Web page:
My doctor knew that … which is why she called the second place, a reputable one located closer to home for me and already in possession of the results of my last mammogram. Comparing these test results is one of the best ways the technicians can detect changes and, sometimes, problems in their patients. They could see me late the very next day. That was yesterday.

I’m sure you can guess which option we chose.

So, I left my house for my mammogram at the same time I’d normally be picking up my kids. My doctor (remember also a neighbor and good friend) even offered to get my children for me and have them start their homework alongside hers. Sooo sweet, but my husband was able to make himself available to me and the kids for the afternoon. Which I really appreciate.

I walked into the imaging center and signed in. Then, I found a decent magazine. Then, I was called up to go through all of the insurance and registration rigmorale. Then, back to my People magazine. (Did you know that Kim Kardashian wore three different gowns on her wedding day?) Then, they called my name.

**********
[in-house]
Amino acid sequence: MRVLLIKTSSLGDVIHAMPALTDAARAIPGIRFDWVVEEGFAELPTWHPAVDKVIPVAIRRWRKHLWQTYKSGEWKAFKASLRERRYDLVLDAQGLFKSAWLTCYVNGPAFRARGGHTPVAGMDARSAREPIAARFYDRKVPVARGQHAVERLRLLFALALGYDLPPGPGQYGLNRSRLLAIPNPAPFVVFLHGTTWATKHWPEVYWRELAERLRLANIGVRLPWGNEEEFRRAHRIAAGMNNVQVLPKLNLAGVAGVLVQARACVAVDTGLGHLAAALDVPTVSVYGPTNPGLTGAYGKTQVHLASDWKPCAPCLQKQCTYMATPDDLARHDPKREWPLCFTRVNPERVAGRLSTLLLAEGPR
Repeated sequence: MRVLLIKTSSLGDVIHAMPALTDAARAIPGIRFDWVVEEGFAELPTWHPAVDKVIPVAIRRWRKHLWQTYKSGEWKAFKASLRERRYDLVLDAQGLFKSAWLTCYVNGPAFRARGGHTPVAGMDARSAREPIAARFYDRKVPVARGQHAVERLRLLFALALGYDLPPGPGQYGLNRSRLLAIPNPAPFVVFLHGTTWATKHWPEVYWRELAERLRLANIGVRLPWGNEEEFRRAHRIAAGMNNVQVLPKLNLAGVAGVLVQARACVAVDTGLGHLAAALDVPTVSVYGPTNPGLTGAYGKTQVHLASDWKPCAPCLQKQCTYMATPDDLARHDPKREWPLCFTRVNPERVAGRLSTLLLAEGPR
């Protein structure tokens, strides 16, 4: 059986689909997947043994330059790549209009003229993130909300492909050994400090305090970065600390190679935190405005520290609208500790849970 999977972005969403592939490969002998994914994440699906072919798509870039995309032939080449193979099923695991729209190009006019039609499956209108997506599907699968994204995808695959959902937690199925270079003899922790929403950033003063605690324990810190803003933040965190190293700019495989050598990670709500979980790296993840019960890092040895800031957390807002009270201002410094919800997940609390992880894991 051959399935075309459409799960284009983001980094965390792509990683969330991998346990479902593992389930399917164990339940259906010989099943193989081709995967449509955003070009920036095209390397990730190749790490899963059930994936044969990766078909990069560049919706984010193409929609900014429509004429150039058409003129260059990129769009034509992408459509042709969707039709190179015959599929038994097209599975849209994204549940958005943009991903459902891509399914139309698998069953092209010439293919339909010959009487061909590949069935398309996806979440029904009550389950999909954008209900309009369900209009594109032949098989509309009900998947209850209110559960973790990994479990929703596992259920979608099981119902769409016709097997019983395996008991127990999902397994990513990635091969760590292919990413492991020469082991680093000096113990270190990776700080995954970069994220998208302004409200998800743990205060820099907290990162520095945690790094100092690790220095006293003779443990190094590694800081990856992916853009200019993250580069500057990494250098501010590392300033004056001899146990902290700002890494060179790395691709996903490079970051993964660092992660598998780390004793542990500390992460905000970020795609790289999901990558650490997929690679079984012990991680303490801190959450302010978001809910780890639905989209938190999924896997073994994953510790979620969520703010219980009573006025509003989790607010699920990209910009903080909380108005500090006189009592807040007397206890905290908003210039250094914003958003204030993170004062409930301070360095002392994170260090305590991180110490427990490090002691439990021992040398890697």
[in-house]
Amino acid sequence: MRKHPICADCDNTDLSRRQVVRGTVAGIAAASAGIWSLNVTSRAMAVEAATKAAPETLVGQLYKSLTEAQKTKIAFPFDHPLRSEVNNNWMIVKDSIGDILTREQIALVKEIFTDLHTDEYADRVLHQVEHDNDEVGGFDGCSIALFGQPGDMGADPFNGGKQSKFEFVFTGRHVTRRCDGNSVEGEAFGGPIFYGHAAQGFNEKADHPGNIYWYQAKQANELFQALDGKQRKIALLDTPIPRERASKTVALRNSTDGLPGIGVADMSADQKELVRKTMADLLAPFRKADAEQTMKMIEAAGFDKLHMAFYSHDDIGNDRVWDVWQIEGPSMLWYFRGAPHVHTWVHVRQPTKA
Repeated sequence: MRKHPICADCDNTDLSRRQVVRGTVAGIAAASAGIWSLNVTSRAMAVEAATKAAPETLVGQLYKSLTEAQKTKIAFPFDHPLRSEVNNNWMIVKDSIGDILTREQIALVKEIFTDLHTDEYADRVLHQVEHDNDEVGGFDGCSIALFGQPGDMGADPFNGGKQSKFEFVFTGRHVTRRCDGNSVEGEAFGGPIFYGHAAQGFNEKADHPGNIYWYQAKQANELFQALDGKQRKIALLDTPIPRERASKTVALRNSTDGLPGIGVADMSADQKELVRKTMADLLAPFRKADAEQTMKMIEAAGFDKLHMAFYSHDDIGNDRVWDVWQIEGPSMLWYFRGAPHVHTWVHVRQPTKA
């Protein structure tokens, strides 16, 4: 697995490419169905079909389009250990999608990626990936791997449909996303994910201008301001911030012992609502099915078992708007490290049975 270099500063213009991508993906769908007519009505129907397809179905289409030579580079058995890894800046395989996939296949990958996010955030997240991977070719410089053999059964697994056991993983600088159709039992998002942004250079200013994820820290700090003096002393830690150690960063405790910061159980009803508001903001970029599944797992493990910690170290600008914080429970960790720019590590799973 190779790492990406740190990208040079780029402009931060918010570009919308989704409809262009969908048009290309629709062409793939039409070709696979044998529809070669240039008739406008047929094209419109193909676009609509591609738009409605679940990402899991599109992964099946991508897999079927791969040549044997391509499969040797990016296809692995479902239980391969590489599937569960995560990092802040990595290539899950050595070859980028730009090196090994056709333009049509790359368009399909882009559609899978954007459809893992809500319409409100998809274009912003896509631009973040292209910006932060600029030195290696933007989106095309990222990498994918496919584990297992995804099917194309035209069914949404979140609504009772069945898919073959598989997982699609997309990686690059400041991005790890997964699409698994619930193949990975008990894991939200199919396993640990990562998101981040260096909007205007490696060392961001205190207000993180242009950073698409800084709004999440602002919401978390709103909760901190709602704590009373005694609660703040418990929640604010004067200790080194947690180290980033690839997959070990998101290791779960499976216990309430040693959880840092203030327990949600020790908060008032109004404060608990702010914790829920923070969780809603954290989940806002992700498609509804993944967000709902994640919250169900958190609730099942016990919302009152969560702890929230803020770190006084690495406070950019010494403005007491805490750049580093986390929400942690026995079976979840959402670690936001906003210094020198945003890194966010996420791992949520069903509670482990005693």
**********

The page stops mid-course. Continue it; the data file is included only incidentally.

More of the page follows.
As instructed, I went to the back area, women only, and changed into my stylish pink paper vest, which I nearly ripped in half exiting the ‘dressing booth.’ I made a nervous joke about it to the lady sitting in the same small waiting area as me. She just stared at me with a blank look. I thought a nasty thing or two about her in my head … then felt like a jerk when a translator finally came over and gave her the same instructions I received. In Spanish. Well, at least she didn’t hear what I said in my head. Which was in English anyway.

Armed with my now crappy Karma, I was escorted down the hall, first into the room where the mammograms are done. The technician there was very nice and patient with my nervous shell of a self. She maneuvered and manipulated my body to take the images she needed. This was my third mammogram. I had my first at age 35 and my second less than a year ago.  And, for whatever reason, this one hurt the worst.  Some of my friends hypothesized that they need to be that much more thorough when a problem is suspected.  Who knows?